What supplements can cause a false positive for methamphetamemes?

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If you are taking supplements and are worried about a potential false positive for methamphetamines on a drug test, you are not alone.

This is a common concern for many people, as supplements can sometimes cause inaccurate test results.

In this blog post, we will discuss which supplements can potentially cause a false positive for meth and what you can do to avoid this issue.

What you need to know?

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There are certain supplements that can cause a false positive for meth on a drug test. These supplements include ephedra, pseudoephedrine, and phenylpropanolamine.

If you are taking any of these supplements, it is important to tell your doctor or the person administering the drug test so that they can take this into consideration.

In some cases, people have tested positive for meth even though they have never taken the drug before.

This is most likely due to cross-contamination of the supplement with meth or another substance.

If you are unsure whether or not your supplement has been contaminated, it is best to err on the side of caution and stop taking it until you can get clarity from a medical professional.

1. B-Complex Vitamins

B-complex vitamins are a group of water-soluble vitamins that play important roles in metabolism and energy production. B-complex vitamins can be found in a variety of foods, including meat, poultry, fish, eggs, dairy products, and leafy green vegetables. While B-complex vitamins are generally considered safe, they can cause a false positive for methamphetamines on a drug test.

2. Ephedra

Ephedra is an herb that has been used for centuries in traditional Chinese medicine. The herb is typically used to treat respiratory problems such as asthma and bronchitis. Ephedra can also be found in some weight loss and energy supplements. While ephedra is generally considered safe, it can cause a false positive for methamphetamines on a drug test.

3. Pseudoephedrine

Pseudoephedrine is a decongestant that is commonly used to treat nasal congestion and sinus infections. Pseudoephedrine can be found in over-the-counter (OTC) cold and allergy medications such as Sudafed. While pseudoephedrine is generally considered safe, it can cause a false positive for methamphetamines on a drug test.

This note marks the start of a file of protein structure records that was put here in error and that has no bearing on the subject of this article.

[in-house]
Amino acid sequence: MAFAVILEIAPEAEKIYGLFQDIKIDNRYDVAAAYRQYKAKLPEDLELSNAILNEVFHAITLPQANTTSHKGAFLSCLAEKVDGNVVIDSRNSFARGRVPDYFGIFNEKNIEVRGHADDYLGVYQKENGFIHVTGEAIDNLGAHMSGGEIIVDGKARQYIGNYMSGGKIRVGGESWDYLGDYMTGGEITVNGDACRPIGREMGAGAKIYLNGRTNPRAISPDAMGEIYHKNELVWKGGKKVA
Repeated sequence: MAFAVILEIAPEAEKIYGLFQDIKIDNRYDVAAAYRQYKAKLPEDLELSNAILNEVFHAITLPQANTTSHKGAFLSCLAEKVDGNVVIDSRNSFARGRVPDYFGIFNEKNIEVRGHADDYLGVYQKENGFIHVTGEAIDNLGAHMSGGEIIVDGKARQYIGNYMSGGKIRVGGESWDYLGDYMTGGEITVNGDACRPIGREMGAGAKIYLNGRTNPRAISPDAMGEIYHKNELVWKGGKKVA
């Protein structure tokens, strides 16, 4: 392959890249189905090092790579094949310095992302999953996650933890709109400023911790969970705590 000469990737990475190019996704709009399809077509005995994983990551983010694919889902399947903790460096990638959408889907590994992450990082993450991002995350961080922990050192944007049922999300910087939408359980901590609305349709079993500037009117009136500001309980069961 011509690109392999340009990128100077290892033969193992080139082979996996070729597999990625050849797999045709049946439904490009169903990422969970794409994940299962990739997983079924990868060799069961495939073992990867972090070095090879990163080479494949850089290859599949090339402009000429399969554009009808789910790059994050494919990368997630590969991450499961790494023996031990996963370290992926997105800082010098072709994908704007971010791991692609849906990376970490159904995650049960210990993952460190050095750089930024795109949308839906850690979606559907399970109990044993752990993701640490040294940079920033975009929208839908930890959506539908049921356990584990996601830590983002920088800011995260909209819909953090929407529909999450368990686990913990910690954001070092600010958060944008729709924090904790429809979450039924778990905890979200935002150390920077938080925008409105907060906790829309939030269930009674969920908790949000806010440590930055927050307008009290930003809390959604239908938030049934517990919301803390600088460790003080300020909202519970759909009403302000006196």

4. Amantadine

Amantadine is an antiviral medication that is typically used to treat influenza A. Amantadine can also be found in some OTC cold medications. While amantadine is generally considered safe, it can cause a false positive for methamphetamines on a drug test.

5. Trimethoprim

Trimethoprim is an antibiotic that is typically used to treat urinary tract infections (UTIs). Trimethoprim can also be found in some OTC UTI medications. While trimethoprim is generally considered safe, it can cause a false positive for methamphetamines on a drug test.

6. Zoloft

Zoloft is a prescription antidepressant that is used to treat major depressive disorder and other mental health conditions. While Zoloft is generally considered safe, it can cause a false positive for methamphetamines on a drug test

What supplements can cause a false positive for amphetamines?

There are a number of supplements that can cause a false positive for amphetamines. One of the most common is ephedra, which is found in many over-the-counter weight loss and energy supplements.

Ephedrine, the active ingredient in ephedra, is structurally similar to amphetamines and can cause a false positive on drug tests. Other supplements that have been known to cause false positives include phenylpropanolamine, pseudoephedrine, and labetalol.

In rare cases, certain antidepressants and medications used to treat ADHD can also cause false positives for amphetamines.

If you are taking any of these medications or supplements, it is important to inform your physician or employer so that they can take this into account when interpreting drug test results.

Can supplements cause failed drug test?

It is not uncommon for people to take supplements to improve their health or to address a specific health concern. However, some supplements can cause failed drug tests.

This is because many supplements contain ingredients that are similar to those found in illegal drugs, and these ingredients can trigger a false positive on a drug test.

In some cases, taking a supplement may even be considered a form of doping, and athletes who fail drug tests due to supplements can be subject to disciplinary action.

Therefore, it is important to research the ingredients in any supplement before taking it, and to disclose all supplement use to anyone administering a drug test.